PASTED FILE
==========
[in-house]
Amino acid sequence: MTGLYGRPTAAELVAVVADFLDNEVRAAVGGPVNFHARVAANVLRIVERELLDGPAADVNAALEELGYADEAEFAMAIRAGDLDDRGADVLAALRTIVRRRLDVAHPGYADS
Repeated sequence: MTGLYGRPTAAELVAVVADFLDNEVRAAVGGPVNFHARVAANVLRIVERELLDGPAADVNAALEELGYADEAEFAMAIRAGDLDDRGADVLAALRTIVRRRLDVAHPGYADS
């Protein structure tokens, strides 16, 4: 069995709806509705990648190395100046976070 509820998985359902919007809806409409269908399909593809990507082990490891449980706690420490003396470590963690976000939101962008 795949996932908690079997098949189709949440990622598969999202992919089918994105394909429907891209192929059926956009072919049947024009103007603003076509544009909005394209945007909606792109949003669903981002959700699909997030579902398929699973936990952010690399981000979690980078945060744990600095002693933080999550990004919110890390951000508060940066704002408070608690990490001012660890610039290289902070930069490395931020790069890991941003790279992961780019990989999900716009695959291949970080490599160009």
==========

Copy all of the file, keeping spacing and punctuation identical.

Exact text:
[in-house]
Amino acid sequence: MTGLYGRPTAAELVAVVADFLDNEVRAAVGGPVNFHARVAANVLRIVERELLDGPAADVNAALEELGYADEAEFAMAIRAGDLDDRGADVLAALRTIVRRRLDVAHPGYADS
Repeated sequence: MTGLYGRPTAAELVAVVADFLDNEVRAAVGGPVNFHARVAANVLRIVERELLDGPAADVNAALEELGYADEAEFAMAIRAGDLDDRGADVLAALRTIVRRRLDVAHPGYADS
């Protein structure tokens, strides 16, 4: 069995709806509705990648190395100046976070 509820998985359902919007809806409409269908399909593809990507082990490891449980706690420490003396470590963690976000939101962008 795949996932908690079997098949189709949440990622598969999202992919089918994105394909429907891209192929059926956009072919049947024009103007603003076509544009909005394209945007909606792109949003669903981002959700699909997030579902398929699973936990952010690399981000979690980078945060744990600095002693933080999550990004919110890390951000508060940066704002408070608690990490001012660890610039290289902070930069490395931020790069890991941003790279992961780019990989999900716009695959291949970080490599160009």